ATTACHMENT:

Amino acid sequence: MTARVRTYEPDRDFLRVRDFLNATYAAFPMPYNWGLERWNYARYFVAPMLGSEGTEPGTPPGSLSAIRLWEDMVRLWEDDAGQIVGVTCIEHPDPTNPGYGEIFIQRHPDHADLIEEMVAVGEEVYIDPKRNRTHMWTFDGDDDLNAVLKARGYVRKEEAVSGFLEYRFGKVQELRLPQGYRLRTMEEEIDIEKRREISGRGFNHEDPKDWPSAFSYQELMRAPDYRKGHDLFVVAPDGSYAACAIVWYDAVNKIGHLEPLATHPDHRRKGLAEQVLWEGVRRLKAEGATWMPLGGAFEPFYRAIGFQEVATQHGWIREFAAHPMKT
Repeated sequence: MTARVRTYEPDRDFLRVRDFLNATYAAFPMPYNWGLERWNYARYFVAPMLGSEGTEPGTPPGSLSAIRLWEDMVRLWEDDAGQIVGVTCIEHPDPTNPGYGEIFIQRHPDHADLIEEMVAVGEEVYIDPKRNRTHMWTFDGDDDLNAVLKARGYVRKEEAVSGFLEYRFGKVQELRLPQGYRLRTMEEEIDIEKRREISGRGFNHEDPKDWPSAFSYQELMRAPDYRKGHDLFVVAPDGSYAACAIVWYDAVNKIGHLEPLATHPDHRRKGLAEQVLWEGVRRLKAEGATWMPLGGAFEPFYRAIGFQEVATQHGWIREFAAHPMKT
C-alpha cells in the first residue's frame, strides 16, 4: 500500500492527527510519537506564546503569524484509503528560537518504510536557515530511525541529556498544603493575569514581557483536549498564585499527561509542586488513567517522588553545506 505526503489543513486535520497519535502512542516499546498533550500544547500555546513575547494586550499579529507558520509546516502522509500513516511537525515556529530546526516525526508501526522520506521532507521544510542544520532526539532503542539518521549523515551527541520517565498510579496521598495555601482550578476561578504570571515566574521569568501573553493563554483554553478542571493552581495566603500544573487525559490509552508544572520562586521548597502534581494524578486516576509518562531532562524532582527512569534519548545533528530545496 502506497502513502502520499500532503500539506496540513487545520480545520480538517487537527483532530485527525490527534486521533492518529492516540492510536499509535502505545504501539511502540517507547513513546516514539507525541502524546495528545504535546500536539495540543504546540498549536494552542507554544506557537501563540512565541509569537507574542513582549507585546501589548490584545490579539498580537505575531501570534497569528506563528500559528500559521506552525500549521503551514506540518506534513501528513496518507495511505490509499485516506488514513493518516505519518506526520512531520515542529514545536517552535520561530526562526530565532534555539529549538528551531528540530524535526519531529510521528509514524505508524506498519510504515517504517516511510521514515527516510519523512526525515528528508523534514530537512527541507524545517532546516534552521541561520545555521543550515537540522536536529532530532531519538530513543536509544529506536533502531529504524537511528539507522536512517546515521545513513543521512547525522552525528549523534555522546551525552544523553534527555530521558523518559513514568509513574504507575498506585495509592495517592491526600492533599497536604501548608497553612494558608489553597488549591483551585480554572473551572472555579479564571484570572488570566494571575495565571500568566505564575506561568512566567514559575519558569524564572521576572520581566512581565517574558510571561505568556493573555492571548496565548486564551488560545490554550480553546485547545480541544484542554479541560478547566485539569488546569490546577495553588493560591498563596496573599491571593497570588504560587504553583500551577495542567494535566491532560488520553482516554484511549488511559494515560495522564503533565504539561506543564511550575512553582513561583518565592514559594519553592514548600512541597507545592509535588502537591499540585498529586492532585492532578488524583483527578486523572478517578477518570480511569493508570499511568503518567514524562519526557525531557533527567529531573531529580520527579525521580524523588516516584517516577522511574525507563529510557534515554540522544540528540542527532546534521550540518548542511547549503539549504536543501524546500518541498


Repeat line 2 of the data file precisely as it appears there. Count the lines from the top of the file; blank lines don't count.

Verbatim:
Repeated sequence: MTARVRTYEPDRDFLRVRDFLNATYAAFPMPYNWGLERWNYARYFVAPMLGSEGTEPGTPPGSLSAIRLWEDMVRLWEDDAGQIVGVTCIEHPDPTNPGYGEIFIQRHPDHADLIEEMVAVGEEVYIDPKRNRTHMWTFDGDDDLNAVLKARGYVRKEEAVSGFLEYRFGKVQELRLPQGYRLRTMEEEIDIEKRREISGRGFNHEDPKDWPSAFSYQELMRAPDYRKGHDLFVVAPDGSYAACAIVWYDAVNKIGHLEPLATHPDHRRKGLAEQVLWEGVRRLKAEGATWMPLGGAFEPFYRAIGFQEVATQHGWIREFAAHPMKT